Science Shows Making Lessons Relevant Really Matters
There is good news for excellent teachers: In the end, it turns out that the classic drill-and-kill strategy is not only tedious but also, neurologically speaking, rather ineffective. Neural connections and long-term memory storage are strengthened by relevant, meaningful activities that engage students emotionally while also connecting with what they already know, according to the research (not to mention compelling classrooms).
In the words of Judy Willis, a neurologist and former classroom teacher, “long lists of vocabulary items that do not have a personal connection or do not resonate with a topic about which the student has been engaged are likely to be blocked by the brain’s affective (or emotional) filters.”
Additionally, according to Willis, learners need to associate a new piece of knowledge with an existing piece of information, otherwise, the information will not stick. Networks of neural pathways, often known as neural networks, serve to store information in the brain. If a student learns new knowledge that is unrelated to anything already stored in his or her brain, it will be difficult for the new information to integrate into those networks since it will have no scaffolding to cling to in the absence of existing information. When teachers are effective, pupils learn to spot patterns and put new knowledge into context with previous information. This is a critical element of the process of transferring new working memories to the brain’s long-term storage locations.
Give It Context, and Make It Count
This hypothesis is supported by studies published in the journals Nature, Science, and Mind, Brain, and Education, and a substantial body of research has also demonstrated a link between personal relevance and emotional engagement and memory storage.
Whether it is through engaging them emotionally or linking the new information with previously learned knowledge, students need to feel a personal connection to the topic (often the same). Students may not only disconnect and forget what they have learned if they do not have this, but they may also lose the incentive to continue.
This may be due to brain processes occurring in the reticular activating system (RAS), which serves as the brain’s first filter for incoming sensory information, according to Willis’s hypothesis (sights, sounds, and so on). It has the effect of a virtual editor of sensory information, allowing certain items to pass through while filtering out others. If information is to be recognized, recognized, coded into patterns, and finally retained in long-term memory, it must first pass through the RAS and into the appropriate areas of the brain, writes Willis. What information is most likely to get through? To put it another way, possible threats and things that are new, arouse curiosity, or have the potential to deliver pleasure are prioritized by the RAS, according to Willis — whereas dry, emotionless facts and figures aren’t.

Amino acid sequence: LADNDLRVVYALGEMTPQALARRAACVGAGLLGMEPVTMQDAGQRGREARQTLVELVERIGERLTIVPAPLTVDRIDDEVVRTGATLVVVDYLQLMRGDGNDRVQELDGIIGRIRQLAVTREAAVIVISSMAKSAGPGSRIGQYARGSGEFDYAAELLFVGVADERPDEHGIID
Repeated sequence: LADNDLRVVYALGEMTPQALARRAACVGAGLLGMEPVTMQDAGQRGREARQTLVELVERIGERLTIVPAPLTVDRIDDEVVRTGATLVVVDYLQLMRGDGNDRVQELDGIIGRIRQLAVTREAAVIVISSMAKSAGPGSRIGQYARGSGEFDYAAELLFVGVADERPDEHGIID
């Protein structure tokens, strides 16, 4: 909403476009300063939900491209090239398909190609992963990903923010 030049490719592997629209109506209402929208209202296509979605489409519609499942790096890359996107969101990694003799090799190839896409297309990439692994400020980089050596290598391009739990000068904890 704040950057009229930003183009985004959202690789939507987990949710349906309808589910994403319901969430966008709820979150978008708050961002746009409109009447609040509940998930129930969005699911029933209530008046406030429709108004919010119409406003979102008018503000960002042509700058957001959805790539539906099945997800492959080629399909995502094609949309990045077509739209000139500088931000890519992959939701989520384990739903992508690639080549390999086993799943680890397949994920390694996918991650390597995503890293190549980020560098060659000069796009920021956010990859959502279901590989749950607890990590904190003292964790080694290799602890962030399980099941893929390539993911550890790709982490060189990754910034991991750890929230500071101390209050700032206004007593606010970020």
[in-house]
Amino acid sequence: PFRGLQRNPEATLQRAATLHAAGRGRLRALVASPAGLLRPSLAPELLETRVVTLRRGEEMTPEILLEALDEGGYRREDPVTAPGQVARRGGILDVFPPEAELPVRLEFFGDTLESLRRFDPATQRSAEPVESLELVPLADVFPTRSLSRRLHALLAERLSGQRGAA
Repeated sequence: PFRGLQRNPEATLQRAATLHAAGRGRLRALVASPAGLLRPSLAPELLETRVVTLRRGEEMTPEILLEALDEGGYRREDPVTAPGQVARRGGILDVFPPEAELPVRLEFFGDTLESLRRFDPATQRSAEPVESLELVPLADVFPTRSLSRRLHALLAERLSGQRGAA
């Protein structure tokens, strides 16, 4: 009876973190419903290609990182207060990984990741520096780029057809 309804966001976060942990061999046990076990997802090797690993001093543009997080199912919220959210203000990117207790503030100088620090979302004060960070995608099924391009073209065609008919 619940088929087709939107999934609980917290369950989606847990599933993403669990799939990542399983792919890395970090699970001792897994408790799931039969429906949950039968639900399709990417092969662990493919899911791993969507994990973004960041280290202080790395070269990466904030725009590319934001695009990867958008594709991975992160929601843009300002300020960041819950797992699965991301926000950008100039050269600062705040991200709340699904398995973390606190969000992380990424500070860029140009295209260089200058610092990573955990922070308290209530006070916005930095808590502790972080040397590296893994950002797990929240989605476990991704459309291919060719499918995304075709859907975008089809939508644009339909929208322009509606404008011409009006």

In Mind, Brain, and Education: Neuroscience Implications for the Classroom, cognitive neuroscientist and educational psychologist Mary Helen Immordino-Yang and Harvard doctoral candidate Matthias Faeth write that “the learner’s emotional reaction to the outcome of his efforts… shapes his subsequent behavior.” In other words, if Johnny does not believe that a specific activity is interesting, relevant, or within the scope of his talents, it is unlikely that he will engage in it or learn anything. Scientists warn, however, that too much emotion can be just as destructive to learning as too little: distractions and stress can both impair the ability to be receptive to new ideas.
Personal Relevance in Practice
According to Willis, Faeth, and Immordino-Yang, the following are some suggestions for making learning more engaging and personally relevant:
Make use of suspense and keep it interesting. Allowing students to guess what the new learning unit will be before revealing what it will be, leaving gaping pauses in your speech, rearranging seating arrangements, or displaying new and relevant posters or displays, all of these can help to activate emotional signals and keep student interest piqued.
Make it a student-directed activity. Provide students with a selection of tasks on a specific topic, or invite them to create a new assignment entirely. According to Immordino-Yang and Faeth, “when students are involved in the design of the lesson,” they “better understand the aim of the lesson and become more emotionally invested in and linked to the learning outcomes.”
Make a connection between it and their own lives and what they already know. By devoting some time to brainstorming what students already understand and what they would like to learn about a topic, students may better define their learning objectives, while teachers can identify the most effective places to start when generating new ideas. Making cross-curricular connections also contributes to the consolidation of neuronal loops.
When there is no reference point and no intrigue, as in the case of Willis, Immordino-Yang, and Faeth, information is more likely to flow in one ear and straight out the other, according to them.